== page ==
Paper A: Voltage stability studies with PSS/E If the active power demand is nearly proportional to the constant current, the system responds nearly the same way (b in ﬁgure A.15). Curve d shows that when the load is more voltage dependent, the system is stable. With this model, current demand decreases when the voltage decreases and the current limiter is not activated. Thus, a stable working point can be found. The dynamic load model, described in Section A.2.1, has two voltage phases in time (curve c in ﬁgure A.15). At ﬁrst, the load is principally a constant impedance and follows the d curve. With time, the load recovers (ﬁgure A.1) and becomes more like a constant power load. The voltage starts to decline as for curve a and b in ﬁgure A.15. Neither of the three static load models (a, b and d), could be used to emulate the behaviour of the ﬁeld measured dynamic load model. One can also see in ﬁgure A.16 that the transformer actions increase the speed of the voltage decline. All of the models chosen have an unstable voltage when the tap changer of the transformer starts to restore the voltage.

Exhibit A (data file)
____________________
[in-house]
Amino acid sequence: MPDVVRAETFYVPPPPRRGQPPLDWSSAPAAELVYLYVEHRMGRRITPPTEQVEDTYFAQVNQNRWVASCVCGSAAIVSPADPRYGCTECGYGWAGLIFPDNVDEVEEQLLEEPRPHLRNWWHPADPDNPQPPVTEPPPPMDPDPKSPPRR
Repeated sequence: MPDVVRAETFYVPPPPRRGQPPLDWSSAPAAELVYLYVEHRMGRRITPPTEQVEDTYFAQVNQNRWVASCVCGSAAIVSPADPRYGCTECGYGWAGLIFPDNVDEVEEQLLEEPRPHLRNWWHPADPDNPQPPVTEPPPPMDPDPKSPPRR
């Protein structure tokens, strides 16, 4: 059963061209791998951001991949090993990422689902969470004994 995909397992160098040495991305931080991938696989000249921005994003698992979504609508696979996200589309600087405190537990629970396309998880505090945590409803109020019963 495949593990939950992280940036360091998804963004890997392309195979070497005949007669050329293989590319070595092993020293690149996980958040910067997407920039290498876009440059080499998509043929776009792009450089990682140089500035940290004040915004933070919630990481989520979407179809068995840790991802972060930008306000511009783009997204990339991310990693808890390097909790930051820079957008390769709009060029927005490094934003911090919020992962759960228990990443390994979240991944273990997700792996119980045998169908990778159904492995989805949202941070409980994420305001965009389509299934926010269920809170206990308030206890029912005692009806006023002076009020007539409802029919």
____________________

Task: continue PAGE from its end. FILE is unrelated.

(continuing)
1.05

1.01

0.95

0.9 0.9

d

Voltage p.u.

0.85

c

0.8 0.8

b

0.75

a

10

0.7 0.7 0 0

20

20

30

40 Time in sec.

40

50

60

60

70

80

80

Figure A.16

The same load models as in figure A.15 but with one OLTC relay active. Note the shorter time scale. The tap changings accelerate the voltage decline.

A-20